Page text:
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The rains are here once again and as usual many flood victims and observers will be reminiscing with fears and trepidation the perennial pain of dealing with the loss of lives and properties including post recovery trauma and associated psychological impact. Currently Government officials, government agencies spearheaded by the NADMO are visible out there assuring the public preparedness and public awareness.

It was refreshing to read about the tour of the Minster for Works and Housing to some flood prone communities in the Capital where dredging and drainage works are ongoing.  It is good to note of his assurance that Government was going to commit resources towards addressing flooding in the country.  I have also heard the NADMO on various platforms cautioning the public and providing public education. We need to indeed keep the momentum going to avoid the worse should the floods come. I listened to NADMO officials on a Kumasi based FM station and indications are that they are braced for readiness and also in keeping the public on the alert which is all good, for all intent and purposes.

While all efforts are being done with good intentions, one area that deserves equally important attention is community-based flood risk initiatives which empower communities, recognises self-responsibility and citizen participation at the community level.  In this respect, communities are expected to be at the forefront in preparing for the rains and putting in place plans for community preparedness, emergencies, evacuation and recovery, should the floods come.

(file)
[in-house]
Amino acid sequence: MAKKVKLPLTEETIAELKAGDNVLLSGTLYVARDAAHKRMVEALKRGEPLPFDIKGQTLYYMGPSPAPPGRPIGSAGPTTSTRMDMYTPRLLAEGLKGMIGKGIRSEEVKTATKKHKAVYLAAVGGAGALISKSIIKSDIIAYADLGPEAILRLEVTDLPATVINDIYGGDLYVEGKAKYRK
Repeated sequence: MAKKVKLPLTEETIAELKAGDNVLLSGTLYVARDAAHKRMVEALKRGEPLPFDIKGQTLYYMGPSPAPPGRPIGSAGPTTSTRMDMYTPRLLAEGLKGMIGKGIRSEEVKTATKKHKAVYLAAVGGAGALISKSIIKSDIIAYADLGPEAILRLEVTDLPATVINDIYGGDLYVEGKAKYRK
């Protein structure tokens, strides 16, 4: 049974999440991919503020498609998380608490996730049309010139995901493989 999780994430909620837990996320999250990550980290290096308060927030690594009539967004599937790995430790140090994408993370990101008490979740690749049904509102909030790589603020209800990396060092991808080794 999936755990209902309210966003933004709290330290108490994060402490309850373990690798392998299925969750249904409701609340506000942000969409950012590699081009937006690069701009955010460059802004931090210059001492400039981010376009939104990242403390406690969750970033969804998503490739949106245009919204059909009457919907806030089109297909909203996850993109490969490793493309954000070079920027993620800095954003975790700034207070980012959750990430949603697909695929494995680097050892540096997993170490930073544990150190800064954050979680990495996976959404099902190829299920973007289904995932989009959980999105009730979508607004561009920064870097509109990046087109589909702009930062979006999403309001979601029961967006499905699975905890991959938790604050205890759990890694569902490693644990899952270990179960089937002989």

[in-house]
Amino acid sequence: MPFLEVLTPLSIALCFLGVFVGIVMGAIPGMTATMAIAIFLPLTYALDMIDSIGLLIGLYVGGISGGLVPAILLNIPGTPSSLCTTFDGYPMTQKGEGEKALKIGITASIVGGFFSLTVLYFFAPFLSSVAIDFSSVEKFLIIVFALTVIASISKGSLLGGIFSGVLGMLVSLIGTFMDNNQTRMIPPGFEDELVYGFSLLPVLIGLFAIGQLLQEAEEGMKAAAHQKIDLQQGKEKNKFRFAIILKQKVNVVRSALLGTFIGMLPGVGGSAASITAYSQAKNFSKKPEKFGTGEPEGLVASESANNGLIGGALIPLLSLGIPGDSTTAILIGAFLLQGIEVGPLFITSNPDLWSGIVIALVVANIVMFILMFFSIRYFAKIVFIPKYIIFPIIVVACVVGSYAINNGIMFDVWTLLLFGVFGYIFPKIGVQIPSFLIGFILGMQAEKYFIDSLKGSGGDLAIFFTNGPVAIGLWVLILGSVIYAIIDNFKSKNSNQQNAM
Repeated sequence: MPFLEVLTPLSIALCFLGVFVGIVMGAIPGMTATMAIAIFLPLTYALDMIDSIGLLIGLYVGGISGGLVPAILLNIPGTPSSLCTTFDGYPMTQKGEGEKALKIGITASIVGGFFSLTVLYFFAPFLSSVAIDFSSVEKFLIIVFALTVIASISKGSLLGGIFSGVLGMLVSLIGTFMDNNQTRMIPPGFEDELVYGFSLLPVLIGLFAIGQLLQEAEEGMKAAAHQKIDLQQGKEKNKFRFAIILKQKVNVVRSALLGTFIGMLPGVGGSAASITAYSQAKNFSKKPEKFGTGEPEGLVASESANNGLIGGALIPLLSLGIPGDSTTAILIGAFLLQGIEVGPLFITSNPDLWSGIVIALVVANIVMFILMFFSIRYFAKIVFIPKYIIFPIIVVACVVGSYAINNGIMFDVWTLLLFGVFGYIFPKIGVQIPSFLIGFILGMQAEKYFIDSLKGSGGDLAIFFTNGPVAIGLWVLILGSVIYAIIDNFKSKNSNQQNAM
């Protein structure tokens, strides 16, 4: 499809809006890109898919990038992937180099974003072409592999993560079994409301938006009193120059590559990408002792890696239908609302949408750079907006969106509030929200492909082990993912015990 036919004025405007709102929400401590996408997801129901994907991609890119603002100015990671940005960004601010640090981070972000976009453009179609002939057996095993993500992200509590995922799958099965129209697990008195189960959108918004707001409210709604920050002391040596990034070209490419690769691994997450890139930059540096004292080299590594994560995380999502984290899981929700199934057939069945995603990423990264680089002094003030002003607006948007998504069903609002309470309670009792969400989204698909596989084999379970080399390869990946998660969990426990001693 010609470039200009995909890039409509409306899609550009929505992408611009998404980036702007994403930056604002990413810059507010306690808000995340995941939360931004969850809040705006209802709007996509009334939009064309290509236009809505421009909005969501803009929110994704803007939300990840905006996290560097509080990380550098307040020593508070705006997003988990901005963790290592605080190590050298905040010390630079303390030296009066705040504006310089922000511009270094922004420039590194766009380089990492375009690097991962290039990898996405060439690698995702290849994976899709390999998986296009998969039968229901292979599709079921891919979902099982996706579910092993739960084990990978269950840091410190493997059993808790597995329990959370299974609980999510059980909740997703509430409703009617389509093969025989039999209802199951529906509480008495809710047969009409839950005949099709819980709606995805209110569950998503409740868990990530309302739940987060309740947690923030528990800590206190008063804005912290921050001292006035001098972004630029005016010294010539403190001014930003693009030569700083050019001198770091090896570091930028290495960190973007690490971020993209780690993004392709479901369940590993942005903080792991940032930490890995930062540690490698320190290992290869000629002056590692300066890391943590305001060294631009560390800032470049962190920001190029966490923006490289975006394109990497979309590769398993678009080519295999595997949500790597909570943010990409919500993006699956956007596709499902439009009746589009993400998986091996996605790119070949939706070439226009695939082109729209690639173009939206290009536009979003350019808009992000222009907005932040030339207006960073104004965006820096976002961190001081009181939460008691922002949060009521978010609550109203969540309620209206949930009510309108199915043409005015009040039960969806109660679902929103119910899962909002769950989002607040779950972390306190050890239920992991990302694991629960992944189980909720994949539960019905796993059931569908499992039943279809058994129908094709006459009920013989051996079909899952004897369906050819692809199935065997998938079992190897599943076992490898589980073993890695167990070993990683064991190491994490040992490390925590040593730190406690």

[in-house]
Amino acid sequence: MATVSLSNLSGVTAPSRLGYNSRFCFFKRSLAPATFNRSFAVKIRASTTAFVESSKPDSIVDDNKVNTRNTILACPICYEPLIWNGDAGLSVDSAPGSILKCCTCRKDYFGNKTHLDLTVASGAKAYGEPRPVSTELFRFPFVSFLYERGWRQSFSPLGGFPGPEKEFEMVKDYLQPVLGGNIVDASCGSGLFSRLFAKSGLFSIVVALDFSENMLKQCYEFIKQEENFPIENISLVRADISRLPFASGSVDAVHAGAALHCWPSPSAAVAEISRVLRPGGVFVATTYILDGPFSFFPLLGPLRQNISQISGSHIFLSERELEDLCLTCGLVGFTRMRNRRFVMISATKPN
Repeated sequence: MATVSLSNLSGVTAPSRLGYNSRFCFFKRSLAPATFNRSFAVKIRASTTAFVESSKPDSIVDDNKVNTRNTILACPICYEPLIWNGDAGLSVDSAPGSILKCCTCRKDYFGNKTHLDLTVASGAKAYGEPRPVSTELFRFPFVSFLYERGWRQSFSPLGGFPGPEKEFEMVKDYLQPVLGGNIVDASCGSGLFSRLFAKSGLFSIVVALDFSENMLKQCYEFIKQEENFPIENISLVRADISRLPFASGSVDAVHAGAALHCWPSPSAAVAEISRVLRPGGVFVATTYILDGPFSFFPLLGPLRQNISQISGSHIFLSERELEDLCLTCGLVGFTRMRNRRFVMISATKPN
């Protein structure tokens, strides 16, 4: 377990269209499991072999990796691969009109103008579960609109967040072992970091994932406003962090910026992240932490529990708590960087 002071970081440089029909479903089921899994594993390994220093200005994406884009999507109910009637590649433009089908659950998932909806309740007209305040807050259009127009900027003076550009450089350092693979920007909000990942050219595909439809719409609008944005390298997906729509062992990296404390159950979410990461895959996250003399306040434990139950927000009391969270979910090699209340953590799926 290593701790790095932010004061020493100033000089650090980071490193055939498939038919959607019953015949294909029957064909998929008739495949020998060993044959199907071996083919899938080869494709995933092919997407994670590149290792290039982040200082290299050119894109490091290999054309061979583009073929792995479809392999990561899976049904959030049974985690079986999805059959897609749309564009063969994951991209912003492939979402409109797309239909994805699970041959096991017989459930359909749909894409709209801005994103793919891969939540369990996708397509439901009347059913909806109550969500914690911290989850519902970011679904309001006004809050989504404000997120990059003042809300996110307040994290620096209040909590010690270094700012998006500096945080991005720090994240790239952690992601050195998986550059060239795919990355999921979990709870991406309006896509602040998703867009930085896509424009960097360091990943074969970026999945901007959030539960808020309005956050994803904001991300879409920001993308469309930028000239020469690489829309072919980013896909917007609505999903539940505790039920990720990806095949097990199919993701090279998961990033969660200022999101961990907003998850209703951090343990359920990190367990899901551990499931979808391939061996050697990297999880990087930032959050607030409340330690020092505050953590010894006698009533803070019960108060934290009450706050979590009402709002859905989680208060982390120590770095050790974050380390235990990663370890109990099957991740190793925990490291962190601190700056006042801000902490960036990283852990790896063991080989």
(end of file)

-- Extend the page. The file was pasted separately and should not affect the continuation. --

However, it appears to me that so far, the approach has been more of a one-sided approach of speaking to the communities but not engaging them, to initiate their own flood risk management plans. Our research at the Centre for Settlements Studies, Kwame Nkrumah University of Science and Technology (KNUST) indicates that communities have confidence in the Assemblymen, MP and Chiefs (APC) of their localities and are ready to avail themselves towards fostering a common vision to manage the risk.  As a matter of urgency, high risk communities should have by now been reflecting on engagements following restricted public fora (as a result of Covid protocols), sharing flood risk information and ensuring the preparedness and readiness of the communities to be responsible for their safety, through adaptation.

Here, it is important to highlight the enthusiasm with which settlers in the Barangay Tumana community in the Philippines have embraced community-based flood risk management which is achieving positive impact. Having suffered several devastating floods in the past, they mobilised themselves into volunteer groups to assist officials in their educational programmes. They organise regular fora and workshops, share flood risk information and prepare their own flood risk maps and evacuation plans including an early warning system. The volunteer groups visit schools and move from house to house to share regular flood risk information beyond awareness but for community members to accept full responsibility and recognise the importance of citizen participation in the control of floods. Lessons from the Tumana experience are published in the Journal of Science and Technology, KNUST, Vol 38 (1, 2, 3, pp. 66-80)

Obviously, the contribution of local government officials including the NADMO in heavily promoting community-based flood risk management initiatives will be crucial. Going forward, a nation-wide community-based framework would have to be incorporated to guide local governments in engendering support for regular and full community participation in managing flood risk across the country.


Source: Prof. Divine Ahadzie (Centre for Settlements Studies, KNUST)

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